By Jef With One F
By Rocks Off
By Chris Lane
By Angelica Leicht
By Corey Deiterman
By Angelica Leicht
By Corey Deiterman
Saturday night, your musical options include the grinding punk-blues of Austin-based Ohio transplants Heartless Bastards, whose new album The Mountain is drawing raves, at Last Concert Cafe, or the Peaches-like electro-sex raps of Hollywood freaks Punk Bunny ("Cockring," "Gloryhole") at Meridian. Of course it's Valentine's Day, so the paired-off among you will no doubt be distributed among Houston's many romantic-type eateries.
Whatever you do, thanks to the Internet phenomenon known as Twitter, you can now give your friends a blow-by-blow account of what's happening in real time (provided they have their own accounts, that is). True, your date may have a slight problem with your constant texting while they're trying to carry on a conversation, but then why would you want to hook up with someone so technologically out-of-step with the times in the first place?
Twitter (www.twitter.com) is a kind of pared-down social-networking site, or "microblog," where users enter whatever they're doing or whatever's on their minds in brief messages known as "tweets," which are shared among whoever may be "following" them. It's just socially sanctioned stalking, more or less, but like Friendster, MySpace and Facebook before it, you're nobody online these days if you're not tweeting.
Twitter is more than a year old, but its profile has risen exponentially in the past few months. More than a million new users signed on between last October and November, and when Twitter users broke the story of US Airways Flight 1549's emergency landing in the Hudson River last month well before CNN or The New York Times, the site itself became almost as big a story as Captain Chesley Sullenberger's cockpit heroics.
Musicians are hardly immune to the Twitter bug. Sonic Youth is tweeting regular updates from the studio where the New York noise-rock gods are recording their next album; rappers Q-Tip and Just Blaze have done the same thing. When hip-hop preservationists the Roots' tour bus crashed on the way to Paris last fall, drummer Questlove tweeted from the ambulance to let fans know the group was okay.
"Take the Rick Ross/50 Cent drama," says Houston-based music journalist kris ex (The Source, XXL, Houston Press). "Via Twitter I was able to get the opinion of other artists, editors, writers and bloggers in real time. The responses ranged from 'whatever' to 'LOL,' and I'm not sure how else one would get a cross-section of views from tastemakers to sheep in one setting.
Twitter has also engendered the rise of "tweet-ups," spontaneous gatherings similar to the "flash mobs" of earlier this decade. Someone tweets to suggest a meeting at a predetermined time and place — Coffee Groundz in Midtown, which accepts to-go orders via Twitter, is one popular Houston tweet-up spot — and then a bunch of people show up and tweet about it. Unlike flash mobs, however, they don't have to show up pantsless or anything like that (although Noise guesses they could).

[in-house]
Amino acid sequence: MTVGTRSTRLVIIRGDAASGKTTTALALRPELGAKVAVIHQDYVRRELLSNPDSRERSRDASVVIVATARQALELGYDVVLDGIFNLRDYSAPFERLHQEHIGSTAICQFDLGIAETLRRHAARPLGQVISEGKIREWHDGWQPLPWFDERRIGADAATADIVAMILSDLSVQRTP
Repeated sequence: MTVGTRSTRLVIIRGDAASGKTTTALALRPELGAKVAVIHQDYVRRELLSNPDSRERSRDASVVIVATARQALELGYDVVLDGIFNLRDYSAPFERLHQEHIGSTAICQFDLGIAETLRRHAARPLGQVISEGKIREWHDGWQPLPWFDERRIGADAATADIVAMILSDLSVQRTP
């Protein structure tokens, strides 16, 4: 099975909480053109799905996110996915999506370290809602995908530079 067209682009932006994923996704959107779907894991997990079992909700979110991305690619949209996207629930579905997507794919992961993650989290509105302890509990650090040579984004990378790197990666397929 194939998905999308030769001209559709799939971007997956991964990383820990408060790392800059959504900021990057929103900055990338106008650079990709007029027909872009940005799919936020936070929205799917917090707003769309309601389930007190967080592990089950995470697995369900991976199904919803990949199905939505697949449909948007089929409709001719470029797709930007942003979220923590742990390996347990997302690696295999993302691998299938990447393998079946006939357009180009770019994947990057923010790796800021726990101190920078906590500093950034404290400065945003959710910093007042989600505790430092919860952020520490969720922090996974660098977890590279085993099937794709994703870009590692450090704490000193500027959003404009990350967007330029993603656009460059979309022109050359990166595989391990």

Beyond keeping up with the latest gossip and sharing a never-ending stream of links, Twitter's practical uses for musicians seem to be limited — unlike MySpace, for example, they can't post MP3s or videos, just links to both. But a circle of Twitter contacts is about the closest thing there is to a captive audience, so the site is already proving invaluable for getting the word out about everything under the sun (including, inevitably, a lot of stuff probably best kept to oneself).
Local artist/techie workspace-for-hire Caroline Collective uses Twitter to keep records of its monthly Band Camp musician-resources workshops, and Thursday will host the Houston edition of "Twestival," a worldwide tweet-up in more than 175 cities entirely organized and promoted via Twitter. (Donations benefit the group "charity: water," which helps communities in developing nations access safe drinking water.) The Twestival's bands were also booked through Twitter, although CC co-founder Matthew Wettergreen says musicians in general — and Houston musicians in particular — have been somewhat late to the Twitter party.
"Houston musicians are not that technologically savvy and willing to adopt new tools," says Wettergreen, who follows and is followed by more than 1,200 tweeters. "Nationwide, I think it's just that they don't get it. Twitter's something that most people don't get. It's really just with playing with it that you learn the power of it and how useful it can be with connecting with people."
Noise understands completely. He's what a good friend likes to call "last caveman to the fire" when it comes to any sort of technological innovation — he didn't even get a cell phone until 2003, and still doesn't have the Internet in his apartment. Nevertheless, momentarily ignoring the realization that Twitter is probably one more nail in the print-media coffin (what else is new?), last week he set up an account for the Houston Press's music blog Rocks Off.
He did it more out of curiosity than anything else; it's impossible to understand the benefits and drawbacks of networks like Twitter without being a part of it yourself. He also figured the exposure would help boost Rocks Off's pageviews, and that the occasional tweet might actually lead to something worth writing about.